Sugarloaf mountain looms over the northern end of our canyon. Large and mysterious, this mountain hides a treasure buried during California's gold rush days. The legend of Sugarloaf mountain tells of a group of Spaniards and their Indian workers traveling through the mountains with burros and mules carrying loads of gold.
A mural in Exeter, California, depicting a mule train coming down a mountain.
They were headed toward the coast where their treasure could be sold and where enormous wealth awaited them. The Indians, who drove the burros up the steep canyons from the desert through the mountains, were not treated well by the Spaniards. They were guarded by Spanish soldiers and were, in fact, not much better off than slaves. By the time they reached the slopes of Sugarloaf mountain, the Indians carried out a successful revolt, killing all the Spaniards. No one knows what set the revolt in motion, but one can imagine they were tired of being treated badly. The Indians knew from their experiences that gold was nothing but trouble. It was of no use to them, and they actually considered it cursed. So they buried the Spanish gold somewhere along the slopes of Sugarloaf mountain where it has remained ever since. Many have searched for this treasure, but it has never been found......
Interesting story Inger, and a nice name for that mountain. We have two very pointy mountains in Wicklow that is called the very same ' Sugar loafs'.ReplyDelete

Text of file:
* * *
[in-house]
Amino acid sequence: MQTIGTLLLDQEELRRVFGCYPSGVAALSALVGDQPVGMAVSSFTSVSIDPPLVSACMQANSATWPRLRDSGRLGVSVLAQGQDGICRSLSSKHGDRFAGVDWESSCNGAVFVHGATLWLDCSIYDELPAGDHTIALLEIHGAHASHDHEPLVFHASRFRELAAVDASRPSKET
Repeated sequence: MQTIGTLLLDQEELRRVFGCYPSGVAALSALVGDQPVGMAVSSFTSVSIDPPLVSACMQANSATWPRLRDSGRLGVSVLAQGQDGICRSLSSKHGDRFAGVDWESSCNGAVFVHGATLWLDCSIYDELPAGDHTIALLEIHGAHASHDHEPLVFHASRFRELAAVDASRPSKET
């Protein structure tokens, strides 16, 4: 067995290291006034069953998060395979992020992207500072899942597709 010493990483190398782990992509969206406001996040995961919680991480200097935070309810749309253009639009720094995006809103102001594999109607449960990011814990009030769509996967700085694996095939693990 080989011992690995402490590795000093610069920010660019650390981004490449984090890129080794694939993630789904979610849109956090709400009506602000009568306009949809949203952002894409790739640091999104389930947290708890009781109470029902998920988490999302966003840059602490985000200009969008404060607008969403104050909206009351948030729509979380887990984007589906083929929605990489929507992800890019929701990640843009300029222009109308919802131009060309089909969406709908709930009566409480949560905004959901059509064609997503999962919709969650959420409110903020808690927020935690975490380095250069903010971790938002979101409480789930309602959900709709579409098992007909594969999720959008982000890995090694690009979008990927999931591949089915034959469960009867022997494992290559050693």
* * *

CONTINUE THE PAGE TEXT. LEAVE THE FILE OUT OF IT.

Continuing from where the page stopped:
Have a lovely Sunday!
I can always count on you for a post that's interesting and/or beautifully illustrated!!ReplyDelete
Interesting legend Inger - I'm wondering what a 'sugarloaf' is ... it sounds like a type of bread or cake?ReplyDelete
I just Googled Sugarloaf Mountain because I always thought it was in South Africa and I've discovered that there are lots of Sugarloaf Mountains. The things you learn on Blogger!ReplyDelete
i love history of the old west. that is a wonderful mural. sugarloaf mountain was in a lot of my westerns. ifrom age 10 to about 35 i read a million westerns, love Louis Lamour and all things wild west.ReplyDelete
gold is a curse, they were rightReplyDelete
an interesting bit of history - probably drives a lot of folks mad trying to find that treasure.ReplyDelete
Hi Inger .. great photos - love the sugar loaf and also the painting of the Indian trail ..ReplyDelete
I'm sure it's there somewhere! - cheers Hilary
Very interesting story and beautiful mural. Thanks for sharing! -JeffReplyDelete
I would not be able to resist the temptation to also search for the hidden gold. Loved the mural.ReplyDelete
Nothing seems to concentrate minds more than the lure of gold -- another 4-letter word!ReplyDelete
Love the pictures.
This is such an interesting post. You have nice writing.ReplyDelete
Yes. There are many many sugarloafs. Here is a photo of our local one. Flat top !ReplyDelete
I wonder what a 'real' sugarloaf is and what it looks like - Kerry
We have the 'Sugarloaf Mountains' here in Virginia/Maryland too--But I think the story of your is much more interesting than ours! I hope you're doing well!! ¸.•´¸.•*´¨) ¸.•*¨)ReplyDelete
(¸.•´ (¸.•` ¤ ENJOY YOUR DAY!!*´¨)